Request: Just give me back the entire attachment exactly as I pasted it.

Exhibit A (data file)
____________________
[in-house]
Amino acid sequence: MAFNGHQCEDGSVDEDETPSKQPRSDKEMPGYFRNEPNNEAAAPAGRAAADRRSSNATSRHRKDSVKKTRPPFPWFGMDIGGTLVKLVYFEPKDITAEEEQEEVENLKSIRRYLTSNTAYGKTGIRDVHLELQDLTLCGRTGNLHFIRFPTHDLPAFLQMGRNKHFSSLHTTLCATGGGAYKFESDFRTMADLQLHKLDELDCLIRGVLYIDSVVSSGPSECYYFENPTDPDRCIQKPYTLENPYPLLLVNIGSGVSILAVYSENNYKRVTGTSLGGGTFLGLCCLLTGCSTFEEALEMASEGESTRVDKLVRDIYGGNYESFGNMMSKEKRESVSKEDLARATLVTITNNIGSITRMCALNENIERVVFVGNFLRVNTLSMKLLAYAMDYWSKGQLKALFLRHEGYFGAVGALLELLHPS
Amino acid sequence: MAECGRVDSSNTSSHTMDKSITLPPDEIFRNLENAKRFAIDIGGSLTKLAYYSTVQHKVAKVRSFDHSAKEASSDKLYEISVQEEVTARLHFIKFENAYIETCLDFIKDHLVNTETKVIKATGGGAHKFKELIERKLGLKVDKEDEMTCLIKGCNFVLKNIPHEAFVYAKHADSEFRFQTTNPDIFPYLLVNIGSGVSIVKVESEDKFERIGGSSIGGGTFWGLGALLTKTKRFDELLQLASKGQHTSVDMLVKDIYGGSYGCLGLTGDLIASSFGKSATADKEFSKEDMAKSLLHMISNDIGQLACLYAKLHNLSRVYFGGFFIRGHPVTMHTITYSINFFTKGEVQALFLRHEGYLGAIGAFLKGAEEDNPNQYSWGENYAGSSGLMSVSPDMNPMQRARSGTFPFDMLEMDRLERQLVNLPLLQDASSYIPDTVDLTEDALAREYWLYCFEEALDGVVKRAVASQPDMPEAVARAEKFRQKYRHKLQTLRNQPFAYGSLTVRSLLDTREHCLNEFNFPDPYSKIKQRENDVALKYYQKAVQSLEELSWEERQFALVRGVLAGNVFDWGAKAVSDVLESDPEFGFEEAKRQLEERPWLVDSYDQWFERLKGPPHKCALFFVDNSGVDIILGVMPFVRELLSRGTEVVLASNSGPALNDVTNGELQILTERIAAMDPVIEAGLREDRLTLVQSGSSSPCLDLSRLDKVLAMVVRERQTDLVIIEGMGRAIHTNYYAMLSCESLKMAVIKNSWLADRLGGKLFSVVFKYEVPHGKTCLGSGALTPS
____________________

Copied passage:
[in-house]
Amino acid sequence: MAFNGHQCEDGSVDEDETPSKQPRSDKEMPGYFRNEPNNEAAAPAGRAAADRRSSNATSRHRKDSVKKTRPPFPWFGMDIGGTLVKLVYFEPKDITAEEEQEEVENLKSIRRYLTSNTAYGKTGIRDVHLELQDLTLCGRTGNLHFIRFPTHDLPAFLQMGRNKHFSSLHTTLCATGGGAYKFESDFRTMADLQLHKLDELDCLIRGVLYIDSVVSSGPSECYYFENPTDPDRCIQKPYTLENPYPLLLVNIGSGVSILAVYSENNYKRVTGTSLGGGTFLGLCCLLTGCSTFEEALEMASEGESTRVDKLVRDIYGGNYESFGNMMSKEKRESVSKEDLARATLVTITNNIGSITRMCALNENIERVVFVGNFLRVNTLSMKLLAYAMDYWSKGQLKALFLRHEGYFGAVGALLELLHPS
Amino acid sequence: MAECGRVDSSNTSSHTMDKSITLPPDEIFRNLENAKRFAIDIGGSLTKLAYYSTVQHKVAKVRSFDHSAKEASSDKLYEISVQEEVTARLHFIKFENAYIETCLDFIKDHLVNTETKVIKATGGGAHKFKELIERKLGLKVDKEDEMTCLIKGCNFVLKNIPHEAFVYAKHADSEFRFQTTNPDIFPYLLVNIGSGVSIVKVESEDKFERIGGSSIGGGTFWGLGALLTKTKRFDELLQLASKGQHTSVDMLVKDIYGGSYGCLGLTGDLIASSFGKSATADKEFSKEDMAKSLLHMISNDIGQLACLYAKLHNLSRVYFGGFFIRGHPVTMHTITYSINFFTKGEVQALFLRHEGYLGAIGAFLKGAEEDNPNQYSWGENYAGSSGLMSVSPDMNPMQRARSGTFPFDMLEMDRLERQLVNLPLLQDASSYIPDTVDLTEDALAREYWLYCFEEALDGVVKRAVASQPDMPEAVARAEKFRQKYRHKLQTLRNQPFAYGSLTVRSLLDTREHCLNEFNFPDPYSKIKQRENDVALKYYQKAVQSLEELSWEERQFALVRGVLAGNVFDWGAKAVSDVLESDPEFGFEEAKRQLEERPWLVDSYDQWFERLKGPPHKCALFFVDNSGVDIILGVMPFVRELLSRGTEVVLASNSGPALNDVTNGELQILTERIAAMDPVIEAGLREDRLTLVQSGSSSPCLDLSRLDKVLAMVVRERQTDLVIIEGMGRAIHTNYYAMLSCESLKMAVIKNSWLADRLGGKLFSVVFKYEVPHGKTCLGSGALTPS